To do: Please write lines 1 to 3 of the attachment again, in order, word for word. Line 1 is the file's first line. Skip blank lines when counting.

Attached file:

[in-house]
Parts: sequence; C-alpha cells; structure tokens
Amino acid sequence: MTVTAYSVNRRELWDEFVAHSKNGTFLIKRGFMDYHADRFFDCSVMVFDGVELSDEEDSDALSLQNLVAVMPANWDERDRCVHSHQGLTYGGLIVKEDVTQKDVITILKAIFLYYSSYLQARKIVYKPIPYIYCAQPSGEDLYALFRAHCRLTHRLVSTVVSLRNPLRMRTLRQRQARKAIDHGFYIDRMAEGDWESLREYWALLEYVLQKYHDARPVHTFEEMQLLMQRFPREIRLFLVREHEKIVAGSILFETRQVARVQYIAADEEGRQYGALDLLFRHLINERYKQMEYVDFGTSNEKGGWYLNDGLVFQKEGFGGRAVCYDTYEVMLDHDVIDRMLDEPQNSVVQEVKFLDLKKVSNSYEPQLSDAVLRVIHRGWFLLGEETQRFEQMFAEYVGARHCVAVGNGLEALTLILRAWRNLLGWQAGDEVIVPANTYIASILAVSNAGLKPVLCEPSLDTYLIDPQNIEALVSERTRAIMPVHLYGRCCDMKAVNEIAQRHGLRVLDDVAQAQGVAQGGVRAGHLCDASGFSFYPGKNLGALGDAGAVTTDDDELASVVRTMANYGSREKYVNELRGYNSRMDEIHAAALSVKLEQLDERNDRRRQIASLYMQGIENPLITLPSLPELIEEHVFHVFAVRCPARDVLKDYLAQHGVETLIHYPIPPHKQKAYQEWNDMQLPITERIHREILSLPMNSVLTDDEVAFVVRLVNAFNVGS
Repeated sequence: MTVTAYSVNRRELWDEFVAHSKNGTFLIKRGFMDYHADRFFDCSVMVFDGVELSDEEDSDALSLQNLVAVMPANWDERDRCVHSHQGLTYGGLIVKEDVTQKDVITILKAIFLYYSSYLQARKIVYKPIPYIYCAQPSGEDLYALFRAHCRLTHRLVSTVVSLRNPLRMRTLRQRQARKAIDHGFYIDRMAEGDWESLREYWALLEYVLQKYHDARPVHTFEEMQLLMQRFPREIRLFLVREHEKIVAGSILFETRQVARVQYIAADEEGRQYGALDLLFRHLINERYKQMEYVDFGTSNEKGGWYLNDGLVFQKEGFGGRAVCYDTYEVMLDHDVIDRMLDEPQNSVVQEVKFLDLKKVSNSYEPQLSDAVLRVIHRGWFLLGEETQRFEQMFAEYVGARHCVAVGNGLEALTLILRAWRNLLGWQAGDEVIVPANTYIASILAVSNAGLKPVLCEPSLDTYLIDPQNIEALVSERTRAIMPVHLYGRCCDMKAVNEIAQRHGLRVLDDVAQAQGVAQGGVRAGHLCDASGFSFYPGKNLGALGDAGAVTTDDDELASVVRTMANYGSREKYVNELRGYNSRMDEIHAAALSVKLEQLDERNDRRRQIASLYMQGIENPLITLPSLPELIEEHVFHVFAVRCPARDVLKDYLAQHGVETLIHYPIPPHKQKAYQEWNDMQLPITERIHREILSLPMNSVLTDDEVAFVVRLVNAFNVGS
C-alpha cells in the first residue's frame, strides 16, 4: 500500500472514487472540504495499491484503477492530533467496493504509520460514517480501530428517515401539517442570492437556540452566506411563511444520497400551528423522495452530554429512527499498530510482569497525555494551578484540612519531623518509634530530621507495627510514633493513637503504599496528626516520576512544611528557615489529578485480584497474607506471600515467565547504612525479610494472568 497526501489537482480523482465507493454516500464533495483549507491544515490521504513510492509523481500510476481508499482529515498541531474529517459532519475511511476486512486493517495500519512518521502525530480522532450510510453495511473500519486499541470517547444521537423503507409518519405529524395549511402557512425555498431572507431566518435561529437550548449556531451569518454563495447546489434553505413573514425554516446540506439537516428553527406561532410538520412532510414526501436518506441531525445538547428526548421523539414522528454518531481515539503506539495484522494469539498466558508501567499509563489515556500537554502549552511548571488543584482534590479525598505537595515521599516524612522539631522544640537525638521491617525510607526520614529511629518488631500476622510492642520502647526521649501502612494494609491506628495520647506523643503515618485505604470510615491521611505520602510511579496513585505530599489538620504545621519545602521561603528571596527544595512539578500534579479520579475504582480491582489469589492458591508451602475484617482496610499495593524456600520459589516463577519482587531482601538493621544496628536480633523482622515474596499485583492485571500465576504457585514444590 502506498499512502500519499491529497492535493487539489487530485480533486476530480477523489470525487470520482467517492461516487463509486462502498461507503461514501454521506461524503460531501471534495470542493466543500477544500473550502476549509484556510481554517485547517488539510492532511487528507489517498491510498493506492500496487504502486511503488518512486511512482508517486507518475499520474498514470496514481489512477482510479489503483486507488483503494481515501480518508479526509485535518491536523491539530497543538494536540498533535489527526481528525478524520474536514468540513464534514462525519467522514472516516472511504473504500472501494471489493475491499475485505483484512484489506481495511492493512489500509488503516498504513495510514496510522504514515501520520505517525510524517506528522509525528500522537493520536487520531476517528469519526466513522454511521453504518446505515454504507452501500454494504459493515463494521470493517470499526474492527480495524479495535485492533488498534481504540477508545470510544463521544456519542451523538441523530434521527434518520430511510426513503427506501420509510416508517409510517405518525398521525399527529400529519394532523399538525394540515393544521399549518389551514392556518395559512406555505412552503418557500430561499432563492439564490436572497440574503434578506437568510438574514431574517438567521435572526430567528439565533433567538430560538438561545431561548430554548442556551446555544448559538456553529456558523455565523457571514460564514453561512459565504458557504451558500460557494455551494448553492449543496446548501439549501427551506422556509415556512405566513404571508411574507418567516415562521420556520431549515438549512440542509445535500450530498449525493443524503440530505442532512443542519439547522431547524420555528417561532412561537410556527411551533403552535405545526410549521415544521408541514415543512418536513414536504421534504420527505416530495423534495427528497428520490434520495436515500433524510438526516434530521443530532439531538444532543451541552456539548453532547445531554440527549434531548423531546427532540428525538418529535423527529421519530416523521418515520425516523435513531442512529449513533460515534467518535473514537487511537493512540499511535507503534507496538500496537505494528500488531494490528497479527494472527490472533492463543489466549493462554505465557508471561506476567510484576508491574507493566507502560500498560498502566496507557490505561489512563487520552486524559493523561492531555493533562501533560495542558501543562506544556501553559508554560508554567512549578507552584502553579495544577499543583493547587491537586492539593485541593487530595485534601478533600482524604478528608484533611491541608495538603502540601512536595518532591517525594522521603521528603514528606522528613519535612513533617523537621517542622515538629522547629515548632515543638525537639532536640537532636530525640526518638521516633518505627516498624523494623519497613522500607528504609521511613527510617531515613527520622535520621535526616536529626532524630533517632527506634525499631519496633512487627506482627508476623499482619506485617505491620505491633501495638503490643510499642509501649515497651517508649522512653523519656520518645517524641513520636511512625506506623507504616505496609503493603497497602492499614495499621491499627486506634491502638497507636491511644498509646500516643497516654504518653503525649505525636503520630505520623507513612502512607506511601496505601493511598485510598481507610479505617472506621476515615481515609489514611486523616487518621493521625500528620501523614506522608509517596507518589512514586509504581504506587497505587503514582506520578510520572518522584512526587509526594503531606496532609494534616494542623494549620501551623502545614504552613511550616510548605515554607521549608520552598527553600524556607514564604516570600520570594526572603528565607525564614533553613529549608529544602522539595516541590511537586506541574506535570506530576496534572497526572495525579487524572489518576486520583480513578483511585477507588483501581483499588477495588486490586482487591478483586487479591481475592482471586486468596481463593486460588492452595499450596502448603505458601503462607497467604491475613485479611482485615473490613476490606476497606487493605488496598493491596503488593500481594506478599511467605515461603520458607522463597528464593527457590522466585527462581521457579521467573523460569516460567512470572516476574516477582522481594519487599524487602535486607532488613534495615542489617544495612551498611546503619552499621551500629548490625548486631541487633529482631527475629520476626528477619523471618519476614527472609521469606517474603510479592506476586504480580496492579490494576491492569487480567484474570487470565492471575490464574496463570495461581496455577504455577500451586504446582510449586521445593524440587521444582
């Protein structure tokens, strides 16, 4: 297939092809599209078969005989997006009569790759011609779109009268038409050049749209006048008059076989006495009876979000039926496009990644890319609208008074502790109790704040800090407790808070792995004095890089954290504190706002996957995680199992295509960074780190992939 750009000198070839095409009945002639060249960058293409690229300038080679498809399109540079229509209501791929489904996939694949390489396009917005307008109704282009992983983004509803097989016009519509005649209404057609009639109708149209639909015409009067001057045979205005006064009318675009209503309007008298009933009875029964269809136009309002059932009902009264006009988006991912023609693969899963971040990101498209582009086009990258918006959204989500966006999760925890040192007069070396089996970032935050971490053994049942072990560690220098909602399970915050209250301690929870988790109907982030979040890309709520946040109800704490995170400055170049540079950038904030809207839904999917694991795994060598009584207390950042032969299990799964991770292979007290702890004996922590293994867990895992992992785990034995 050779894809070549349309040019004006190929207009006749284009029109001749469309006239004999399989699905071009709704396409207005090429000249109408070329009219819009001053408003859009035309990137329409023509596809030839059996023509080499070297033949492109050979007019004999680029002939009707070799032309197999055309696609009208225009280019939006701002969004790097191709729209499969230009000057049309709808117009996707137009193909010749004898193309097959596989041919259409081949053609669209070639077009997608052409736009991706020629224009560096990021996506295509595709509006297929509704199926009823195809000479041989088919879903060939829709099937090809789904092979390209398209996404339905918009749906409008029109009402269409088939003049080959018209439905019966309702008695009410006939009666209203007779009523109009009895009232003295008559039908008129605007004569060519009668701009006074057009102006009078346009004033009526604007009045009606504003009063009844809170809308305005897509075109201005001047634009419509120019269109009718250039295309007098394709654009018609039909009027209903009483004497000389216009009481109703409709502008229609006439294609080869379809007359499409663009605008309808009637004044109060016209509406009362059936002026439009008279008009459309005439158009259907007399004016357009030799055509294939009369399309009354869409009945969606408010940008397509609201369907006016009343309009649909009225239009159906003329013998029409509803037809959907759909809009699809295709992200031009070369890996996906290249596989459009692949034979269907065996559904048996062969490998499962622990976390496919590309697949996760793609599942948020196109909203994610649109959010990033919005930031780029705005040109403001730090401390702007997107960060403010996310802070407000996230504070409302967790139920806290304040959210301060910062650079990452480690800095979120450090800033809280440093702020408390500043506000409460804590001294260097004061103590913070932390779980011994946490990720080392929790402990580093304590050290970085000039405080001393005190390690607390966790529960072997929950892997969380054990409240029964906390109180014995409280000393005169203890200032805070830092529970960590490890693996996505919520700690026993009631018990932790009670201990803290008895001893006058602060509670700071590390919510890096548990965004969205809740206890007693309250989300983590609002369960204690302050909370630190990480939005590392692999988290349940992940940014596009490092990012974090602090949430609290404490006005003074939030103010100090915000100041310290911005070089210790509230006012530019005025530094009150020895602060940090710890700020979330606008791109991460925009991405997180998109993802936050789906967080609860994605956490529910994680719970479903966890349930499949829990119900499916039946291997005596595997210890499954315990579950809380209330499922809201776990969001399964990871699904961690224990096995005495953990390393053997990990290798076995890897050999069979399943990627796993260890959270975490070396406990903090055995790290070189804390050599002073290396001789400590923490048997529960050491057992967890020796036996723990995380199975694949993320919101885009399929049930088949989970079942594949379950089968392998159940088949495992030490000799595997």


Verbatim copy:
[in-house]
Parts: sequence; C-alpha cells; structure tokens
Amino acid sequence: MTVTAYSVNRRELWDEFVAHSKNGTFLIKRGFMDYHADRFFDCSVMVFDGVELSDEEDSDALSLQNLVAVMPANWDERDRCVHSHQGLTYGGLIVKEDVTQKDVITILKAIFLYYSSYLQARKIVYKPIPYIYCAQPSGEDLYALFRAHCRLTHRLVSTVVSLRNPLRMRTLRQRQARKAIDHGFYIDRMAEGDWESLREYWALLEYVLQKYHDARPVHTFEEMQLLMQRFPREIRLFLVREHEKIVAGSILFETRQVARVQYIAADEEGRQYGALDLLFRHLINERYKQMEYVDFGTSNEKGGWYLNDGLVFQKEGFGGRAVCYDTYEVMLDHDVIDRMLDEPQNSVVQEVKFLDLKKVSNSYEPQLSDAVLRVIHRGWFLLGEETQRFEQMFAEYVGARHCVAVGNGLEALTLILRAWRNLLGWQAGDEVIVPANTYIASILAVSNAGLKPVLCEPSLDTYLIDPQNIEALVSERTRAIMPVHLYGRCCDMKAVNEIAQRHGLRVLDDVAQAQGVAQGGVRAGHLCDASGFSFYPGKNLGALGDAGAVTTDDDELASVVRTMANYGSREKYVNELRGYNSRMDEIHAAALSVKLEQLDERNDRRRQIASLYMQGIENPLITLPSLPELIEEHVFHVFAVRCPARDVLKDYLAQHGVETLIHYPIPPHKQKAYQEWNDMQLPITERIHREILSLPMNSVLTDDEVAFVVRLVNAFNVGS